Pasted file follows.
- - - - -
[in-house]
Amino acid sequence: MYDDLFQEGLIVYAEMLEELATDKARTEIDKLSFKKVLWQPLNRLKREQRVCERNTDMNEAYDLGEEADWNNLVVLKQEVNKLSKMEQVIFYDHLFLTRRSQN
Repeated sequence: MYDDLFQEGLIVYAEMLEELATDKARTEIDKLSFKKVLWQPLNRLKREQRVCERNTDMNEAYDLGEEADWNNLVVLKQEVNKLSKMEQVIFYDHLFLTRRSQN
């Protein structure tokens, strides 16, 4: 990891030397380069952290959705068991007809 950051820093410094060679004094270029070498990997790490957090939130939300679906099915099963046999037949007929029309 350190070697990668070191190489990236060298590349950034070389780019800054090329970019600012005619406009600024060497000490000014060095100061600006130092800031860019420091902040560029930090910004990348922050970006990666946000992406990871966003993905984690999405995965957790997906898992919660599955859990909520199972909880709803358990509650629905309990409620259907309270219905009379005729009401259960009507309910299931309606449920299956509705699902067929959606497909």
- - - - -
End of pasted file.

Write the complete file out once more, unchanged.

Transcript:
[in-house]
Amino acid sequence: MYDDLFQEGLIVYAEMLEELATDKARTEIDKLSFKKVLWQPLNRLKREQRVCERNTDMNEAYDLGEEADWNNLVVLKQEVNKLSKMEQVIFYDHLFLTRRSQN
Repeated sequence: MYDDLFQEGLIVYAEMLEELATDKARTEIDKLSFKKVLWQPLNRLKREQRVCERNTDMNEAYDLGEEADWNNLVVLKQEVNKLSKMEQVIFYDHLFLTRRSQN
């Protein structure tokens, strides 16, 4: 990891030397380069952290959705068991007809 950051820093410094060679004094270029070498990997790490957090939130939300679906099915099963046999037949007929029309 350190070697990668070191190489990236060298590349950034070389780019800054090329970019600012005619406009600024060497000490000014060095100061600006130092800031860019420091902040560029930090910004990348922050970006990666946000992406990871966003993905984690999405995965957790997906898992919660599955859990909520199972909880709803358990509650629905309990409620259907309270219905009379005729009401259960009507309910299931309606449920299956509705699902067929959606497909």